In today’s Socratic Circles, consider the following questions:
1) What does the phrase “coming of age” mean in both the ancient and the modern context? What does it entail to “come of age”?
2) Recall and discuss coming-of-age stories in fiction, non-fiction and film.
3) Read the article, “Telemachos in The Odyssey: the Original Coming-of-Age Story” below. Identify ideas you may agree or disagree with.
4) Construct a big idea for the Socratic Circle discussion.
Telemachos in The Odyssey: the Original Coming-of-Age Story”
In Homer’s epic masterpiece, The Odyssey, many aspects of human life are examined, but, perhaps, the most closely inspected aspect is the personal journey. The hero of the story, Odysseus, and his son, Telemachos, are focused on especially in this regard, with the first four books concerning Telemachos’ journey, and the remaining depicting Odysseus’. However, if examined closely, it is obvious that the two journeys are parallel. This being the case, one could infer that Telemachos’ journey, a journey to his coming of age, is so closely paralleled with Odysseus’ heroic journey, so as to have enough of the heroic in it to establish Telemachos as the mini-hero of one of, if not the, Western world’s first coming of age stories.
In order to make this argument, however, a person must first establish some basic facts: first, that Odysseus is the hero of the story, for if he is not the hero, then his parallel to Telemachos actually hurts Telemachos’s character rather than helping him. Second, that the two journeys of father and son are clearly paralleled, and that as such both are heroic. Then with these two facts established, one must only prove that Telemachos’ journey is actually a type of coming of age story and a sort of predecessor, or even father to, the modern, Western, coming of age novels and stories. Thus, to begin, one should discuss the idea of Odysseus being the hero, since it is the basis of the rest of the argument. That being said, one should ask oneself the question, is Odysseus the hero of the poem?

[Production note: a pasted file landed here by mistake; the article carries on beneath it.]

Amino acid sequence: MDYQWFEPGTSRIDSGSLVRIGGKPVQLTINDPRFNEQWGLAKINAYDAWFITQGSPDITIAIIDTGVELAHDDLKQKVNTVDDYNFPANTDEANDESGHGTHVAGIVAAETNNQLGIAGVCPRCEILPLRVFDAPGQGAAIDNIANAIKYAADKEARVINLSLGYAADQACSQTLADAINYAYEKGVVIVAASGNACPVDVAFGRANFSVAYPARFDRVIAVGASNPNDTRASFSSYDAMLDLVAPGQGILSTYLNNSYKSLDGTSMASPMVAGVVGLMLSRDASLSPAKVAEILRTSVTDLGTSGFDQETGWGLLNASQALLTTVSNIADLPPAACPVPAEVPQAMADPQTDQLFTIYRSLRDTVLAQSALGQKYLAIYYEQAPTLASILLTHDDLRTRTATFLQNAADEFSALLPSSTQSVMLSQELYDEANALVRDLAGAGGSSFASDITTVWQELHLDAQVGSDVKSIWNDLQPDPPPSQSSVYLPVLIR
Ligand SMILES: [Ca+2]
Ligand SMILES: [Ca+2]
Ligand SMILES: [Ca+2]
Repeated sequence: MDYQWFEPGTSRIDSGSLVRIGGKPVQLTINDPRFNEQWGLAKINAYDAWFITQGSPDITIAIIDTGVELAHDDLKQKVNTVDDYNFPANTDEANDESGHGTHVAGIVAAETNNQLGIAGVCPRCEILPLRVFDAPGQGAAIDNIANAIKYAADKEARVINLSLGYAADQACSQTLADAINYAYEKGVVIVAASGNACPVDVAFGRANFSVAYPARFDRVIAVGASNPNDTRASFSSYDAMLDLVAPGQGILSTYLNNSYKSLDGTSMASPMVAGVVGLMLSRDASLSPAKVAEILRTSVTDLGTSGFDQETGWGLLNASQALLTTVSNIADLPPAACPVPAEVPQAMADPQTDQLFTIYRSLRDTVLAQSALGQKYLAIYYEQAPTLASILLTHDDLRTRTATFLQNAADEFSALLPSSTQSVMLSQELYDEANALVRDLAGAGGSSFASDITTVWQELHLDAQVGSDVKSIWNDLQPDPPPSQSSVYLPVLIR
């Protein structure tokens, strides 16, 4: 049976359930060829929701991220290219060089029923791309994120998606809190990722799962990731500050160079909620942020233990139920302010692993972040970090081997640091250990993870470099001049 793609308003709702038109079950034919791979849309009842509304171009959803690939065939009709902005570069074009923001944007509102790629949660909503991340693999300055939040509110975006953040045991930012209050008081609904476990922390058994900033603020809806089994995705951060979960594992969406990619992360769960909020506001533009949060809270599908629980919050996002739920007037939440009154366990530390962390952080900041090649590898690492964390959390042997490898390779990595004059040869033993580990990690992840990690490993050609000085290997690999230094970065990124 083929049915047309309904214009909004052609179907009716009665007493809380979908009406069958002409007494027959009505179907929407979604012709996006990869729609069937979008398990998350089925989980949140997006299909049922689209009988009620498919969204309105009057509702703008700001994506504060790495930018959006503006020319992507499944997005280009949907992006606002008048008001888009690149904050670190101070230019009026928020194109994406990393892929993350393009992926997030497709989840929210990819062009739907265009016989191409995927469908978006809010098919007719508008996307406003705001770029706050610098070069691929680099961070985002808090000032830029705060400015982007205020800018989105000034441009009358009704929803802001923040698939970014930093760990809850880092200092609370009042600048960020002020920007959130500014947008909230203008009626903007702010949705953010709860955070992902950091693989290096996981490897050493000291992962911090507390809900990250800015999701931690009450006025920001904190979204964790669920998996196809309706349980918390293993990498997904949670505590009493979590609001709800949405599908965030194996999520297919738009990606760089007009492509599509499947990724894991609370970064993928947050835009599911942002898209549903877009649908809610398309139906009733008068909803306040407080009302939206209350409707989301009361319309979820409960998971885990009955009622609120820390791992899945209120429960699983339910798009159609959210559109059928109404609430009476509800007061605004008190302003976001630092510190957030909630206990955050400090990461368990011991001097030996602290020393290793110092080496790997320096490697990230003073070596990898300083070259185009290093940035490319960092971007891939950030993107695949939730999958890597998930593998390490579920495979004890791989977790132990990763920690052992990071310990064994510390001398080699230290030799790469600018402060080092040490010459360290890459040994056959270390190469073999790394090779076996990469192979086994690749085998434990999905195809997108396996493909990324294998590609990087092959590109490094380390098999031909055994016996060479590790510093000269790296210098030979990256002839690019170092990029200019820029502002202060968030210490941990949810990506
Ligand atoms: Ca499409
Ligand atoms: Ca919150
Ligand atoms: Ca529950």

Of course many might take this for a given, however, it should not necessarily be taken as such. For example, there are many legitimate and well-grounded arguments that point to Penelope as the real hero of the story. After all, does she not suffer as much as Odysseus or Telemachos? Does she not prove herself by beating Odysseus at the end of the poem at his own mental games? In fact, she does do all of these things, and is clearly a hero in her own respects; however, I would argue she is not the main hero of the poem, if for no other reason, than that for the most part the poem centers around Odysseus and not Penelope. Further, the poem even begins with Homer invoking the Muse to sing to him “of the man of many ways”(p27, line 1) who was “struggling for his own life and the homecoming of his companions” (p27, line 5). Right away Homer sets him up as the traditional Greek hero. Odysseus is a very remarkable man who is looking out for the good of his fellow men and looking for the hero’s homecoming, and the end to his heroic journey. So, it is clear that the poem focus’ on Odysseus as the main hero of the story, although, that point on its own does not actually do much good for the argument of Telemachos as a heroic character until it is combined with the next point, that is that Odysseus is a positive hero and not a anti-hero of sorts.